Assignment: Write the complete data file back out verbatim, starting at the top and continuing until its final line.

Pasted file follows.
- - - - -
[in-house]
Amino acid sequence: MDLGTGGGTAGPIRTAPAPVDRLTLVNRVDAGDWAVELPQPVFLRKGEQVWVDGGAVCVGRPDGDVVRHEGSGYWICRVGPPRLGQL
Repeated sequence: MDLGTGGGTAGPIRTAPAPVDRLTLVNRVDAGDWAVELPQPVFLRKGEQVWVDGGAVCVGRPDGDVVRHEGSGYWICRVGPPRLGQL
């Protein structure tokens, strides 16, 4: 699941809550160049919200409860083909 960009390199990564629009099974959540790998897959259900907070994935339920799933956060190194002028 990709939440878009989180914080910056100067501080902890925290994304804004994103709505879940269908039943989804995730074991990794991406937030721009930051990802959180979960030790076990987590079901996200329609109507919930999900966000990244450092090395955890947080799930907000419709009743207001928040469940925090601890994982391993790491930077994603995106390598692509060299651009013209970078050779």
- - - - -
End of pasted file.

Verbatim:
[in-house]
Amino acid sequence: MDLGTGGGTAGPIRTAPAPVDRLTLVNRVDAGDWAVELPQPVFLRKGEQVWVDGGAVCVGRPDGDVVRHEGSGYWICRVGPPRLGQL
Repeated sequence: MDLGTGGGTAGPIRTAPAPVDRLTLVNRVDAGDWAVELPQPVFLRKGEQVWVDGGAVCVGRPDGDVVRHEGSGYWICRVGPPRLGQL
């Protein structure tokens, strides 16, 4: 699941809550160049919200409860083909 960009390199990564629009099974959540790998897959259900907070994935339920799933956060190194002028 990709939440878009989180914080910056100067501080902890925290994304804004994103709505879940269908039943989804995730074991990794991406937030721009930051990802959180979960030790076990987590079901996200329609109507919930999900966000990244450092090395955890947080799930907000419709009743207001928040469940925090601890994982391993790491930077994603995106390598692509060299651009013209970078050779």